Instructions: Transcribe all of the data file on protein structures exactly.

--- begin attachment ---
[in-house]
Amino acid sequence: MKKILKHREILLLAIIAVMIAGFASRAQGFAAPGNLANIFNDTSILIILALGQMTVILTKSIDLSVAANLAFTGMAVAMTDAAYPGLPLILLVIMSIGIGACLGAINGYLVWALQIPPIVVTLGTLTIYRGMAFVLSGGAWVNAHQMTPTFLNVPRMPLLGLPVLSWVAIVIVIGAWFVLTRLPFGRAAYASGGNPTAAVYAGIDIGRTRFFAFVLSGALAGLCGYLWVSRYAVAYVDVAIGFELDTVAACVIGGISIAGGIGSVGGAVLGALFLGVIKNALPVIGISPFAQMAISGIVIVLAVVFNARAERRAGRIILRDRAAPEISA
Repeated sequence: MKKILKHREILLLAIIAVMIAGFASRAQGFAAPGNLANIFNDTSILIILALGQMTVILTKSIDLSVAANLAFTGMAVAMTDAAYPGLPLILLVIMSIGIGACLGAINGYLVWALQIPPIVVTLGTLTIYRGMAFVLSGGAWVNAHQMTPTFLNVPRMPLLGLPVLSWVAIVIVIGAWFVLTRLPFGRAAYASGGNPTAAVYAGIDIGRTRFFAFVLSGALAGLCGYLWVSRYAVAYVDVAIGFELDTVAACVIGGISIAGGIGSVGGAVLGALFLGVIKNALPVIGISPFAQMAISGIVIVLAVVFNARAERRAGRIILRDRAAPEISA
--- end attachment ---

[in-house]
Amino acid sequence: MKKILKHREILLLAIIAVMIAGFASRAQGFAAPGNLANIFNDTSILIILALGQMTVILTKSIDLSVAANLAFTGMAVAMTDAAYPGLPLILLVIMSIGIGACLGAINGYLVWALQIPPIVVTLGTLTIYRGMAFVLSGGAWVNAHQMTPTFLNVPRMPLLGLPVLSWVAIVIVIGAWFVLTRLPFGRAAYASGGNPTAAVYAGIDIGRTRFFAFVLSGALAGLCGYLWVSRYAVAYVDVAIGFELDTVAACVIGGISIAGGIGSVGGAVLGALFLGVIKNALPVIGISPFAQMAISGIVIVLAVVFNARAERRAGRIILRDRAAPEISA
Repeated sequence: MKKILKHREILLLAIIAVMIAGFASRAQGFAAPGNLANIFNDTSILIILALGQMTVILTKSIDLSVAANLAFTGMAVAMTDAAYPGLPLILLVIMSIGIGACLGAINGYLVWALQIPPIVVTLGTLTIYRGMAFVLSGGAWVNAHQMTPTFLNVPRMPLLGLPVLSWVAIVIVIGAWFVLTRLPFGRAAYASGGNPTAAVYAGIDIGRTRFFAFVLSGALAGLCGYLWVSRYAVAYVDVAIGFELDTVAACVIGGISIAGGIGSVGGAVLGALFLGVIKNALPVIGISPFAQMAISGIVIVLAVVFNARAERRAGRIILRDRAAPEISA